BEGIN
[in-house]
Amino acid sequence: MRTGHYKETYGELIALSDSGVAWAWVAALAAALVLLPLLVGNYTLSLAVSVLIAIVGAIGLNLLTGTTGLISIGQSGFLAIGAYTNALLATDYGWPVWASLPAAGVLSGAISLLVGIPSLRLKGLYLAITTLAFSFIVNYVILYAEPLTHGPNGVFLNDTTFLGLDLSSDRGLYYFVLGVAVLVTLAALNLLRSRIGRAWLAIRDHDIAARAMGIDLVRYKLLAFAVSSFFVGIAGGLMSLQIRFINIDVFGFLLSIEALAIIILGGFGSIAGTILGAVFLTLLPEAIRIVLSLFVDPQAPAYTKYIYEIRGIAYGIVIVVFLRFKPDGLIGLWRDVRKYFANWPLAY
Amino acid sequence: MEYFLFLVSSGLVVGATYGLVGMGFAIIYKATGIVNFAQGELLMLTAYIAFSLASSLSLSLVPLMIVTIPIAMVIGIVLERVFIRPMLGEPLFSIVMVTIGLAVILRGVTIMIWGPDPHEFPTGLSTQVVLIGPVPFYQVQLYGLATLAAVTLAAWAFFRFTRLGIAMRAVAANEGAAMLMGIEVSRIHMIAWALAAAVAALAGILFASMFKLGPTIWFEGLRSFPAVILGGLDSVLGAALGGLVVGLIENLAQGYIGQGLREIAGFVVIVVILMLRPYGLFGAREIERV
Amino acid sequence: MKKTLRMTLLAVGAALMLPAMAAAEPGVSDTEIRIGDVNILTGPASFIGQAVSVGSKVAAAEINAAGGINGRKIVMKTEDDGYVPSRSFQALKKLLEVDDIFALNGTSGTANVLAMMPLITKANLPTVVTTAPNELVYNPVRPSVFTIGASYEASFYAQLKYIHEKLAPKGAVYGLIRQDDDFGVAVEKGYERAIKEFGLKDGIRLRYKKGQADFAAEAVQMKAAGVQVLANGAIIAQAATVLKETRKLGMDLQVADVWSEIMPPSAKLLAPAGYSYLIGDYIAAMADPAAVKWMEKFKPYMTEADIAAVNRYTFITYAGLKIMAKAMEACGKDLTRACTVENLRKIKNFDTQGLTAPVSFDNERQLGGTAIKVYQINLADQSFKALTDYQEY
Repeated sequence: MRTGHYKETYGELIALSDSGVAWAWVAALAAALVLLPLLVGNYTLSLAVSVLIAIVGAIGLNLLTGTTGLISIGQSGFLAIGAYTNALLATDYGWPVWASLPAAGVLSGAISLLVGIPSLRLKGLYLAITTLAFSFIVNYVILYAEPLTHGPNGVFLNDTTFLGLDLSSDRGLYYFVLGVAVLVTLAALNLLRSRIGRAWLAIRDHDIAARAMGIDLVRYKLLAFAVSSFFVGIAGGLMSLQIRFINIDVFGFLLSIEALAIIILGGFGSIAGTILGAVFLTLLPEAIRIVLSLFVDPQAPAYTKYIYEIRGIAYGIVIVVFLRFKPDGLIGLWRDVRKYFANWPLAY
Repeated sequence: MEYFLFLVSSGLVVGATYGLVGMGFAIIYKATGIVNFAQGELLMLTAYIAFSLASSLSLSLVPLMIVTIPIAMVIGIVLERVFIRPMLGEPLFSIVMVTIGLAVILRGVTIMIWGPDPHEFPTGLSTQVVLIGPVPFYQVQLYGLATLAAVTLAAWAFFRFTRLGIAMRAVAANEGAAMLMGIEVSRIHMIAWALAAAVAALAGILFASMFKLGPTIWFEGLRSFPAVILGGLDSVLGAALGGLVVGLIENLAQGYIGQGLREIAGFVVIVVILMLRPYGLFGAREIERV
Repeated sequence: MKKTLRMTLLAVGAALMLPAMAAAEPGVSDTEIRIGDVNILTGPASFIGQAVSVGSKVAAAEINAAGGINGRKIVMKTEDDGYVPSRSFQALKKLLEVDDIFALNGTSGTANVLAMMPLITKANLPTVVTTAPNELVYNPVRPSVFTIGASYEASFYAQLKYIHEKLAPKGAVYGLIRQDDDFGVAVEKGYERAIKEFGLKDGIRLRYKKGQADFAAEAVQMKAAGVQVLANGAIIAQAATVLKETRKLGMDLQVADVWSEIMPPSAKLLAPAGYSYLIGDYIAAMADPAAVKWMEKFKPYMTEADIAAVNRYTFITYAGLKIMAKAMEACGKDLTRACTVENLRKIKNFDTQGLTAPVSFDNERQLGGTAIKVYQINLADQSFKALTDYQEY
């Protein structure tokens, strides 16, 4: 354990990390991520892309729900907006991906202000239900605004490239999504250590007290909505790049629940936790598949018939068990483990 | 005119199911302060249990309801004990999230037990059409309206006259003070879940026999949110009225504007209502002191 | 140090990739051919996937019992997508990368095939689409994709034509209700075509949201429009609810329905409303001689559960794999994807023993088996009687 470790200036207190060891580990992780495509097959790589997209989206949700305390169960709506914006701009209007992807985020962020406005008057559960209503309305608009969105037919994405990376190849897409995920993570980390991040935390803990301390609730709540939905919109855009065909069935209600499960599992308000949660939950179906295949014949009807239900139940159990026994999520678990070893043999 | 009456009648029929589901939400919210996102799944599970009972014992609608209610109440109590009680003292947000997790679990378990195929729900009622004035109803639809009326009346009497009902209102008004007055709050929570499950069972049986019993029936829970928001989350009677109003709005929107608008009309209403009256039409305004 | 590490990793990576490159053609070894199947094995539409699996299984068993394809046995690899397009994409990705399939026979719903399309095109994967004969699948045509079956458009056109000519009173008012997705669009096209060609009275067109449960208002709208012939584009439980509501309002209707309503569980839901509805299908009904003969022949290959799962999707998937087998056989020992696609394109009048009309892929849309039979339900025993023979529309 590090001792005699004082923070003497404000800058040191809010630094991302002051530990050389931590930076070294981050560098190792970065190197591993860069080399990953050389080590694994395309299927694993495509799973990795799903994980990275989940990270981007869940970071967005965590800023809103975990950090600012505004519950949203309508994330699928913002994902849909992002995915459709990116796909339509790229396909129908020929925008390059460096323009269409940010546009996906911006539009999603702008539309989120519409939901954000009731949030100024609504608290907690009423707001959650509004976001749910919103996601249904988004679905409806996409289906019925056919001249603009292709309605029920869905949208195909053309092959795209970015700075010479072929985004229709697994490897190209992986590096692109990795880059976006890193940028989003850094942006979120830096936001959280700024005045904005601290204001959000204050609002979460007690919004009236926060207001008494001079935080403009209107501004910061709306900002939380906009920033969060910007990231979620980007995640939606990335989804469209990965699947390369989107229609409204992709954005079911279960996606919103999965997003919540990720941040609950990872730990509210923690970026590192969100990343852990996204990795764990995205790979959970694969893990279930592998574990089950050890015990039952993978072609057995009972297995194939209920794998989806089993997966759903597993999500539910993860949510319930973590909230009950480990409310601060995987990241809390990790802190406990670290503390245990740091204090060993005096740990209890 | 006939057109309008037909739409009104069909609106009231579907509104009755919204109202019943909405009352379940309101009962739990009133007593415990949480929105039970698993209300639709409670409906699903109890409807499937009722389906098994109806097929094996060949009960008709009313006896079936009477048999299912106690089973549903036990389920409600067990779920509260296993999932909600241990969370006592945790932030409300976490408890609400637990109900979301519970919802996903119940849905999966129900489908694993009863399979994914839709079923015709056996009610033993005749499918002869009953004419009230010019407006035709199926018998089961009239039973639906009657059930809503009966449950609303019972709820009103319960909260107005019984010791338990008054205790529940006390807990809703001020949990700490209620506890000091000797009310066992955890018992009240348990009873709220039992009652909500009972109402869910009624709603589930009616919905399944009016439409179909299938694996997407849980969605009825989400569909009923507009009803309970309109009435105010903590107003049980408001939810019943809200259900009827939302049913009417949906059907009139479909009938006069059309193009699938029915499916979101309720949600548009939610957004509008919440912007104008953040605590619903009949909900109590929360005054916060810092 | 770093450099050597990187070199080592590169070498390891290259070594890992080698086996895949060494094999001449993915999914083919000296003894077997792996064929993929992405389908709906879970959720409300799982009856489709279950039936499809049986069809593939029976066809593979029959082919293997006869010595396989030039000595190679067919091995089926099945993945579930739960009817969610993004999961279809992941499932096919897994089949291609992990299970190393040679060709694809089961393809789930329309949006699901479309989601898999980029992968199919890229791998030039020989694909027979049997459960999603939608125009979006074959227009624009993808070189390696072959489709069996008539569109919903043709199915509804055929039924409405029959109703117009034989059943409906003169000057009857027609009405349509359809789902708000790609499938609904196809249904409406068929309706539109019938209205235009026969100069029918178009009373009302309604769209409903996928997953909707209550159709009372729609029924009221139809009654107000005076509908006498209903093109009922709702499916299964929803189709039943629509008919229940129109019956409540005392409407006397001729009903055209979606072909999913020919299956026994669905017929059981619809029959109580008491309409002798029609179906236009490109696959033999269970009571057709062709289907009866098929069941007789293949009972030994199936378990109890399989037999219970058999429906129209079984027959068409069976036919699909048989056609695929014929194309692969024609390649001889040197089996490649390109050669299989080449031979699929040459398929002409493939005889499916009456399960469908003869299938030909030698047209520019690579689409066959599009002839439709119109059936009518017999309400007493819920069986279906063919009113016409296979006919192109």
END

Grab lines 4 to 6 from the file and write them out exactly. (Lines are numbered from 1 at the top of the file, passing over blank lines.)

Amino acid sequence: MKKTLRMTLLAVGAALMLPAMAAAEPGVSDTEIRIGDVNILTGPASFIGQAVSVGSKVAAAEINAAGGINGRKIVMKTEDDGYVPSRSFQALKKLLEVDDIFALNGTSGTANVLAMMPLITKANLPTVVTTAPNELVYNPVRPSVFTIGASYEASFYAQLKYIHEKLAPKGAVYGLIRQDDDFGVAVEKGYERAIKEFGLKDGIRLRYKKGQADFAAEAVQMKAAGVQVLANGAIIAQAATVLKETRKLGMDLQVADVWSEIMPPSAKLLAPAGYSYLIGDYIAAMADPAAVKWMEKFKPYMTEADIAAVNRYTFITYAGLKIMAKAMEACGKDLTRACTVENLRKIKNFDTQGLTAPVSFDNERQLGGTAIKVYQINLADQSFKALTDYQEY
Repeated sequence: MRTGHYKETYGELIALSDSGVAWAWVAALAAALVLLPLLVGNYTLSLAVSVLIAIVGAIGLNLLTGTTGLISIGQSGFLAIGAYTNALLATDYGWPVWASLPAAGVLSGAISLLVGIPSLRLKGLYLAITTLAFSFIVNYVILYAEPLTHGPNGVFLNDTTFLGLDLSSDRGLYYFVLGVAVLVTLAALNLLRSRIGRAWLAIRDHDIAARAMGIDLVRYKLLAFAVSSFFVGIAGGLMSLQIRFINIDVFGFLLSIEALAIIILGGFGSIAGTILGAVFLTLLPEAIRIVLSLFVDPQAPAYTKYIYEIRGIAYGIVIVVFLRFKPDGLIGLWRDVRKYFANWPLAY
Repeated sequence: MEYFLFLVSSGLVVGATYGLVGMGFAIIYKATGIVNFAQGELLMLTAYIAFSLASSLSLSLVPLMIVTIPIAMVIGIVLERVFIRPMLGEPLFSIVMVTIGLAVILRGVTIMIWGPDPHEFPTGLSTQVVLIGPVPFYQVQLYGLATLAAVTLAAWAFFRFTRLGIAMRAVAANEGAAMLMGIEVSRIHMIAWALAAAVAALAGILFASMFKLGPTIWFEGLRSFPAVILGGLDSVLGAALGGLVVGLIENLAQGYIGQGLREIAGFVVIVVILMLRPYGLFGAREIERV